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Recessive Mutations in TRMT10C Cause Defects in Mitochondrial RNA Processing and Multiple Respiratory Chain Deficiencies

Lookup NU author(s): Dr Kyle Thompson, Dr Charlotte Alston, Dr Langping He, Dr Angela Pyle, Dr Helen GriffinORCiD, Professor Patrick Chinnery, Professor Bobby McFarlandORCiD, Professor Robert Taylor



This work is licensed under a Creative Commons Attribution 4.0 International License (CC BY 4.0).


Mitochondrial disorders are clinically and genetically diverse, with mutations in mitochondrial or nuclear genes able to cause defects in mitochondrial gene expression. Recently, mutations in several genes encoding factors involved in mt-tRNA processing have been identified to cause mitochondrial disease. Using whole-exome sequencing, we identified mutations in TRMT10C (encoding the mitochondrial RNase P protein 1 [MRPP1]) in two unrelated individuals who presented at birth with lactic acidosis, hypotonia, feeding difficulties, and deafness. Both individuals died at 5 months after respiratory failure. MRPP1, along with MRPP2 and MRPP3, form the mitochondrial ribonuclease P (mt-RNase P) complex that cleaves the 50 ends of mt-tRNAs from polycistronic precursor transcripts. Additionally, a stable complex of MRPP1 and MRPP2 has m(1)R9 methyltransferase activity, which methylates mt-tRNAs at position 9 and is vital for folding mt-tRNAs into their correct tertiary structures. Analyses of fibroblasts from affected individuals harboring TRMT10C missense variants revealed decreased protein levels of MRPP1 and an increase in mt-RNA precursors indicative of impaired mt-RNA processing and defective mitochondrial protein synthesis. The pathogenicity of the detected variants-compound heterozygous c.542G>T (p.Arg181Leu) and c.814A>G (p.Thr272Ala) changes in subject 1 and a homozygous c.542G>T (p.Arg181Leu) variant in subject 2-was validated by the functional rescue of mt-RNA processing and mitochondrial protein synthesis defects after lentiviral transduction of wild-type TRMT10C. Our study suggests that these variants affect MRPP1 protein stability and mt-tRNA processing without affecting m(1)R9 methyltransferase activity, identifying mutations in TRMT10C as a cause of mitochondrial disease and highlighting the importance of RNA processing for correct mitochondrial function.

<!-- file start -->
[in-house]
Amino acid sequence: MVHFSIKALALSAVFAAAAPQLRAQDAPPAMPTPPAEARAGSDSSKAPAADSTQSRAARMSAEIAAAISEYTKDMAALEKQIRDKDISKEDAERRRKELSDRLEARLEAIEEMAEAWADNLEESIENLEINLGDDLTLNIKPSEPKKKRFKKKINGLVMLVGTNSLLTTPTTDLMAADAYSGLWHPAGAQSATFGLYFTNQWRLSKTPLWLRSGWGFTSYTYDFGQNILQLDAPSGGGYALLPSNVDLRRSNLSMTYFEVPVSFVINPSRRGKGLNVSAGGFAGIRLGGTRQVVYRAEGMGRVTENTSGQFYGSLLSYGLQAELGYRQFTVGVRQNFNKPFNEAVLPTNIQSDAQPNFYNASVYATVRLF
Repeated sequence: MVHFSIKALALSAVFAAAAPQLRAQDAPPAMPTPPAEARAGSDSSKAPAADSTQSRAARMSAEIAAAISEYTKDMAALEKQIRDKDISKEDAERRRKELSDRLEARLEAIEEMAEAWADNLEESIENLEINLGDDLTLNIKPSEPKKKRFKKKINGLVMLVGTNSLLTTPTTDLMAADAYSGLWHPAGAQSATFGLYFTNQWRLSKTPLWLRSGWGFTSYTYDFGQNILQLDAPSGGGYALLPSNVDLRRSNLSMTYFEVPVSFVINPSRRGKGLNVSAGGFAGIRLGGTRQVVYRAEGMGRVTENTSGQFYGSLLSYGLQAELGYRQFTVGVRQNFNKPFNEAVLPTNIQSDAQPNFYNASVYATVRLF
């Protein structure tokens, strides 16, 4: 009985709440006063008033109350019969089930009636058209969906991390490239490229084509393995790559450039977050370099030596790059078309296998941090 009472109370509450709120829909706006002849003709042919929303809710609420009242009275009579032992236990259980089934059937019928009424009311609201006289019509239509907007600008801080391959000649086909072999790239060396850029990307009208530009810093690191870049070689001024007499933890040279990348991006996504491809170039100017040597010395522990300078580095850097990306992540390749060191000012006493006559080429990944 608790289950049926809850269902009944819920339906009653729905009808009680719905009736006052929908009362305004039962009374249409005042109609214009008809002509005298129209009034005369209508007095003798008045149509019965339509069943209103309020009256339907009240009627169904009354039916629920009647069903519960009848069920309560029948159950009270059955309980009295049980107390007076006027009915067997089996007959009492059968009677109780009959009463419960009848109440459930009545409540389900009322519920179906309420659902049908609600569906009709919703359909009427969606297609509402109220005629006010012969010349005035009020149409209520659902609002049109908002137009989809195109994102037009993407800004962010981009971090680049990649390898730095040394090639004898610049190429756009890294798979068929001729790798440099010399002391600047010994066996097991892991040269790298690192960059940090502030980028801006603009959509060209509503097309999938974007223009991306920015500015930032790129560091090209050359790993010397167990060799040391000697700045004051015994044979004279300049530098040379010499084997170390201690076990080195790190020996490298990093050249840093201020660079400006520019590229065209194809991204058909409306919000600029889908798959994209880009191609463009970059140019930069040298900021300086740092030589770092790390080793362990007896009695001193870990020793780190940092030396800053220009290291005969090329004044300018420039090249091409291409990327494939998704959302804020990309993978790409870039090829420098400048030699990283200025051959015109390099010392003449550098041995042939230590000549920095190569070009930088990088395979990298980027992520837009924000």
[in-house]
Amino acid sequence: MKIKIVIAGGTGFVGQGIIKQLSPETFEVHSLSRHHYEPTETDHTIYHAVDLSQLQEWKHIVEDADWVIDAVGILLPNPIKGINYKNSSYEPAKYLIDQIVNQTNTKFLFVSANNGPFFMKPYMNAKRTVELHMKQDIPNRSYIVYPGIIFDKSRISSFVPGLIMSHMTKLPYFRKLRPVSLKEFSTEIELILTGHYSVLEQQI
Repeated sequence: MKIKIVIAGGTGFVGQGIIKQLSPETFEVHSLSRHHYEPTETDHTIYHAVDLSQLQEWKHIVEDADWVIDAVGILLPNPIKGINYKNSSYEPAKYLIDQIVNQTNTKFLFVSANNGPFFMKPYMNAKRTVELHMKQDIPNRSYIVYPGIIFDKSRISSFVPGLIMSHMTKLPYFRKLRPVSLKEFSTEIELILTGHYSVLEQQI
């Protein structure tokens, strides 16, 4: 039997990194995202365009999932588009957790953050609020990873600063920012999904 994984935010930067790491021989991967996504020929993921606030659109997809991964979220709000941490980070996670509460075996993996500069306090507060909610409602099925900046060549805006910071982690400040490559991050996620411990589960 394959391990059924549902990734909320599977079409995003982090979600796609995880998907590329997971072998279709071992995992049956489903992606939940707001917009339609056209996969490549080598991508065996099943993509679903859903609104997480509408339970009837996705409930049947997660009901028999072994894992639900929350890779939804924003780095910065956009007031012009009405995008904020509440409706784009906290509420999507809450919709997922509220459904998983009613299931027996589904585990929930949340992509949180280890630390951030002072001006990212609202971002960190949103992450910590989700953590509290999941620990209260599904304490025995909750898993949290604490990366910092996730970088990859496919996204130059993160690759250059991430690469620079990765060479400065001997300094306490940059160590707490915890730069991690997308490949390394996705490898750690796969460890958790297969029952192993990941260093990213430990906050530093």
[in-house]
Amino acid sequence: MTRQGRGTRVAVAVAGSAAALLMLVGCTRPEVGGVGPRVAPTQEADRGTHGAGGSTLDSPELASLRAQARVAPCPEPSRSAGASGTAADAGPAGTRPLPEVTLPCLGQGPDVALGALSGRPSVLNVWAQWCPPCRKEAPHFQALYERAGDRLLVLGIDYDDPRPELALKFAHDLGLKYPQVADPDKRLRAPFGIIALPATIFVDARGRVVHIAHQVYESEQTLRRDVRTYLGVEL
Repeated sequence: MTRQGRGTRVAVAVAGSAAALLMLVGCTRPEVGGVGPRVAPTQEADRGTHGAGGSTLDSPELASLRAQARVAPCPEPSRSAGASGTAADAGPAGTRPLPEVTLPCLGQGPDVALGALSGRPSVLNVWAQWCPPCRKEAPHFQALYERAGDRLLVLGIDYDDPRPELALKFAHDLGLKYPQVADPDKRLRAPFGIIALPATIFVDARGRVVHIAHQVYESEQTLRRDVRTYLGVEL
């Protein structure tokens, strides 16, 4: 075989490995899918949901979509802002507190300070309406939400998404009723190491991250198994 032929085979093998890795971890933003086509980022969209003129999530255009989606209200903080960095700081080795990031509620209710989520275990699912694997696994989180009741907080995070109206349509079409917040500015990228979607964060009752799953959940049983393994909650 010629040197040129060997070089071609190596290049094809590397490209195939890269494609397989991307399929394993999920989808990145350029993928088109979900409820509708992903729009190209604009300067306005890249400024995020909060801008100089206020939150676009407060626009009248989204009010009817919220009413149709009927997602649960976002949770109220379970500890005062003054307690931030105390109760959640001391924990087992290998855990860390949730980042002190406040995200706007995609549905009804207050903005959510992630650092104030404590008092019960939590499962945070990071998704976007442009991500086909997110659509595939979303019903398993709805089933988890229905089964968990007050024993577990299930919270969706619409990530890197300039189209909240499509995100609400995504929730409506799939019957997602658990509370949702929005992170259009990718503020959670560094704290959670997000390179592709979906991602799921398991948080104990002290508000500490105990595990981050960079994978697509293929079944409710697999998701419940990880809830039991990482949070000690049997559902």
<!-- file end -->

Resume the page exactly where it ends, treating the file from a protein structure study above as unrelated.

Publication metadata

Author(s): Metodiev MD, Thompson K, Alston CL, Morris AAM, He LP, Assouline Z, Rio M, Bahi-Buisson N, Pyle A, Griffin H, Siira S, Filipovska A, Munnich A, Chinnery PF, McFarland R, Rotig A, Taylor RW

Publication type: Article

Publication status: Published

Journal: American Journal of Human Genetics

Year: 2016

Volume: 98

Issue: 5

Pages: 993-1000

Print publication date: 05/05/2016

Online publication date: 28/04/2016

Acceptance date: 14/03/2016

Date deposited: 05/07/2016

ISSN (print): 0002-9297

ISSN (electronic): 1537-6605

Publisher: Cell Press


DOI: 10.1016/j.ajhg.2016.03.010

PubMed id: 27132592


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Funder referenceFunder name
National Institute for Health Research (NIHR) Biomedical Research Centre based at Cambridge University Hospitals NHS Foundation Trust
UK NHS Highly Specialised "Rare Mitochondrial Disorders of Adults and Children" Service
University of Cambridge
Alexander von Humboldt Fellowship for experienced researchers
Association Francaise contre les Myopathies
Lily Foundation
01GM1207E-Rare project GENOMIT
096919/Z/11/ZWellcome Trust
G0601943MRC Centre for Neuromuscular Diseases
MC_UP_1501/2Medical Research Council Mitochondrial Biology Unit
NIHR-HCS-D12-03-04UK National Institute for Health Research (NIHR)